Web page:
As for why the female form continues to prevail in our specific project, my view is practical and rather un-artistic. First, the female form is less threatening, and more acceptable, to the public around whom we shoot. The nude female form is less likely to offend or attack the passerby. It appears more vulnerable. In harsher terms, I don’t know if we’d be able to get away with these exploits with a male model. Social norms suggest that there is little more threatening in public than male genitalia. Male nudes would be unquestionably more artistic, as a way to push-back on this alternative form of sexism, in the same way that Robert Mapplethorpe achieved. Second, while there’s farther to go on that artistic front of championing the male nude, but again let’s not give Robert Mapplethorpe too much credit. Mapplethorpe also shot is own sexual interests as art, even if it was more controversial and thought-provoking. Let’s simply be honest about where our sexual interests and our art align.

Third, and finally, as a piece of history, women have always been the central subjects of erotic rope bondage since its emergence in 1880s Japanese woodblock prints, to NYC in the 1940s with John Willie, to Tokyo in the 1950s with the Kitan Club magazines. The happy discovery in that evolution was that while Shibari was spurred by the male gaze, many women discovered enjoyment in bondage, becoming enthusiasts in their own right. Flash forwarding to today, a majority of subjects in bondage are still women. However, the heteronormative paradigm of male rope artists and female rope subjects has now made room for all kinds of gender expressions and pairings. It’s an exciting time in Shibari on that front. But the practical matter is that for what we do, only a few, perhaps only one, has the appetite, interest and capability that Zero Gi has for this project. To see this, consider that unlike Gary Breckheimer, of whom we are fans, this project revolves exclusively around a single model, rather than a parade of unlimited, interchangeable, females.

Zero-Gi: Looking at the history of the female body in art, I see an age-old imbalance of power where men are subjects and women are objects — artists and art — creatives and muses — poets and poetry. Shibari as erotic art still shows some of the same norms. Though some progress has been made in breaking from the stereotypical norm, the majority of erotic bondage photographers and tying artists are still men and the majority of people in rope and photos are still women. As a member of the latter group, I can easily be written off as another victim of a sexist practice dragging gender equality back. It took years of agonizing over this judgment before I found the answers I was looking for: it’s my kink. I was socialized in the same system that objectifies women and empowers men, and deep in my subconscious I also developed a sexual connection to the subversive idea, which evolved into a kink for consensual erotic power exchange. Exploring that in a consent-driven way and with self-awareness lets me have both agency and authenticity. There are a lot of people who like practicing bondage and bringing it to fine art in performance and photography — the three of us on this team have lot of training, experience, and zeal for what we do together.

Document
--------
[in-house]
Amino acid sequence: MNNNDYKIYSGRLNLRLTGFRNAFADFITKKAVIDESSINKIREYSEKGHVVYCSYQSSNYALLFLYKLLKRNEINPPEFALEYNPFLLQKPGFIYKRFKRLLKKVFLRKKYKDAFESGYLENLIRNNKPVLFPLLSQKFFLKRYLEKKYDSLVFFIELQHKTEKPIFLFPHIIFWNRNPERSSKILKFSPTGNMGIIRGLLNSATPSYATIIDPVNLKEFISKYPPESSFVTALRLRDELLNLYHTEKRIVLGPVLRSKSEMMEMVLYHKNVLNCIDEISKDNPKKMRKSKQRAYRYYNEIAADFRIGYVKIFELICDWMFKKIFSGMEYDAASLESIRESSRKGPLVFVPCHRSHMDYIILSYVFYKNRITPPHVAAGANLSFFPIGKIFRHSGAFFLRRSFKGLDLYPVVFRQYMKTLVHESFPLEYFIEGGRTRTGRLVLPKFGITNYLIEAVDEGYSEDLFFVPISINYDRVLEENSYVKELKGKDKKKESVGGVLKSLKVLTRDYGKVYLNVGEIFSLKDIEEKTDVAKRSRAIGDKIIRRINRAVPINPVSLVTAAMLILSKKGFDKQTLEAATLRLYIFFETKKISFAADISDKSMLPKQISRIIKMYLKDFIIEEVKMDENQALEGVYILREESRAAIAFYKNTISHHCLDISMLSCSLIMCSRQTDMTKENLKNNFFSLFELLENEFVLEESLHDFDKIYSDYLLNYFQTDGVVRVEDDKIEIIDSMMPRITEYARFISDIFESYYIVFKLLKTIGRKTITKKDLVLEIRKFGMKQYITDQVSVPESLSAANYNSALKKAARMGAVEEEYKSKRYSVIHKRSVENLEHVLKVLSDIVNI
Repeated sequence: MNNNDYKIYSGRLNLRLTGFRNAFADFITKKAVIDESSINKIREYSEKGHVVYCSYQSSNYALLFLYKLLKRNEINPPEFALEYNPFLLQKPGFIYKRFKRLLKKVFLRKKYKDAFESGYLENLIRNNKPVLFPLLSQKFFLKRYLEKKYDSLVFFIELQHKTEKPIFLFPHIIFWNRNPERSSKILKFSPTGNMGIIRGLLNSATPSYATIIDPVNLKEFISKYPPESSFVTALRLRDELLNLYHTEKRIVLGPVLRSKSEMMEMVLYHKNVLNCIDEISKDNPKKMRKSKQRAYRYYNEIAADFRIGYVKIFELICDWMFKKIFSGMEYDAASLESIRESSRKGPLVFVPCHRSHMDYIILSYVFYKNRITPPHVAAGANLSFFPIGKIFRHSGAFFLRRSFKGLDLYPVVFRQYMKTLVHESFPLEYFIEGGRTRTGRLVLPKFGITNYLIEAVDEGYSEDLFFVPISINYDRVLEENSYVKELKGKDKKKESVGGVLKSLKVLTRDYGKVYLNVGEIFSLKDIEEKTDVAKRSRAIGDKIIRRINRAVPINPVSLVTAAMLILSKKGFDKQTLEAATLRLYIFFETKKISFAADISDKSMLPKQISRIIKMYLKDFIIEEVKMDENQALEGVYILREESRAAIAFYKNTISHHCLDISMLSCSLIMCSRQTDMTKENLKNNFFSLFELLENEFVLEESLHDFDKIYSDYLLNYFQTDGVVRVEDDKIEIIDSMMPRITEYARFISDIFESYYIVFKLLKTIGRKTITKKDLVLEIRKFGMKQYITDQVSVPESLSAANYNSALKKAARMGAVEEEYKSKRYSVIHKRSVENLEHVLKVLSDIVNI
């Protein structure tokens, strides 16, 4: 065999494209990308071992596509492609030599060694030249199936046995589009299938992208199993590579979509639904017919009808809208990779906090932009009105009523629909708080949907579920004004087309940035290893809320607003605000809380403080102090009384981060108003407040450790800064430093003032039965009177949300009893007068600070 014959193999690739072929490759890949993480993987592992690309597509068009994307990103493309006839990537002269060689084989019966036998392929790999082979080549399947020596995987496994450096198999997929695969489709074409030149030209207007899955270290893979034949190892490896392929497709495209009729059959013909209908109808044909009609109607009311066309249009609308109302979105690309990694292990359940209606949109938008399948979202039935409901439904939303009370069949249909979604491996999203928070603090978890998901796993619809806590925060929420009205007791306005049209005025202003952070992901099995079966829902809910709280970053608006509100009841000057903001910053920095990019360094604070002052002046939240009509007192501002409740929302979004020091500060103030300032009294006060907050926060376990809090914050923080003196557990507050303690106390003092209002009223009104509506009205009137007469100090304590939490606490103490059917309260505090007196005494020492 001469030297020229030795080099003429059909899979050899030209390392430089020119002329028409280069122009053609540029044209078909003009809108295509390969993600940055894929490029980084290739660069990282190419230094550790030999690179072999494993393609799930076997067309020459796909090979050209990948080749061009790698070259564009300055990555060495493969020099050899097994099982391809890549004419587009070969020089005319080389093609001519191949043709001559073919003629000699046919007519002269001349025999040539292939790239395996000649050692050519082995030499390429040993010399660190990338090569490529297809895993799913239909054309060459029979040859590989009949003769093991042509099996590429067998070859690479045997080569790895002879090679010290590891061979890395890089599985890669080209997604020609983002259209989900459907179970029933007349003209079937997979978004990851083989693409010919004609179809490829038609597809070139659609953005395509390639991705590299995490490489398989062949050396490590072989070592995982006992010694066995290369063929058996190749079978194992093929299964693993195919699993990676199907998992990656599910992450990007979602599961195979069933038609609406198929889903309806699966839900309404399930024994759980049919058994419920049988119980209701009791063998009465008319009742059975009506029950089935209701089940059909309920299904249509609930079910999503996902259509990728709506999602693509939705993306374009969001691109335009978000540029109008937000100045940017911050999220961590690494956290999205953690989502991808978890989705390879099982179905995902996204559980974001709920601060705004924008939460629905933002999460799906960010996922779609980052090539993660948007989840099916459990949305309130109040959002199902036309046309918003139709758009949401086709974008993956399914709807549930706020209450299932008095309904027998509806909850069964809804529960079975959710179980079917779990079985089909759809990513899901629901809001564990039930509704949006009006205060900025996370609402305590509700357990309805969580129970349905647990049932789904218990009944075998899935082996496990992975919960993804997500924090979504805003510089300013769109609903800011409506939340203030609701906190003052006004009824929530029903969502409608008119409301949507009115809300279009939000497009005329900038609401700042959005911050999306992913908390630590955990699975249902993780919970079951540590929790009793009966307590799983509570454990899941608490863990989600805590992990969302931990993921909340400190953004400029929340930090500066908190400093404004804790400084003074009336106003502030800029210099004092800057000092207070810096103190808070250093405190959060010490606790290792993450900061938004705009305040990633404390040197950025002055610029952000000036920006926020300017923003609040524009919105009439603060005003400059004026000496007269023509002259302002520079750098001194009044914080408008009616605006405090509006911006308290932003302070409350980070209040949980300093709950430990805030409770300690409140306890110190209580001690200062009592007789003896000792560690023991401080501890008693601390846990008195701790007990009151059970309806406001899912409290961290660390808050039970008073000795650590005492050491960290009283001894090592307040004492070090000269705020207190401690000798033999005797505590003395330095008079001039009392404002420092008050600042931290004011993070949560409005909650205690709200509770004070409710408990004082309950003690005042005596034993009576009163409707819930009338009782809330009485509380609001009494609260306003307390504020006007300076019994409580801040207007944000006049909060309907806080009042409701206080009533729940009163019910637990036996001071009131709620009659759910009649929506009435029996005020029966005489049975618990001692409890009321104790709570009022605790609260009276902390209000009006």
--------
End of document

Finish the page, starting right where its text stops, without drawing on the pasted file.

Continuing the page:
rope bondage, shibari setup, sam jay expert
Zero-Gi contemplates the depths of the river as she mentally prepares to strip nude for a suspension against the ice-cold pole in the winter winds, as Sam Jay sets things up.

Please give insight about your creative process. How do you decide on these specific locations and placement of model (Zero-Gi) in them?

Dirty Archangel: Although I decide the locations as someone who has been taking photos all around New York City for years, I always respect Sam and Gigi’s wishes when they have a location idea. I do not stick my nose into anything about Sam and Gigi’s rope performance. They have been working together for a long time and they are experts on what they do with rope. If I say I want to have her up on this lamp pole, they know what kind of position to tie. I will let them explain the relationship between them as a rigger and rope model. We are creative partners. Everyone has equal value to create the scene you see in the picture I take. Our rope model Gigi, who I call “Rope Ninja” (Because there is nothing she could not do. She is strong and resilient. Climbing on top of a tree branch, or top of a light post is like walking in the park for her) is not just our subject that we use to create art. She is someone I’m working together to create what’s in my mind.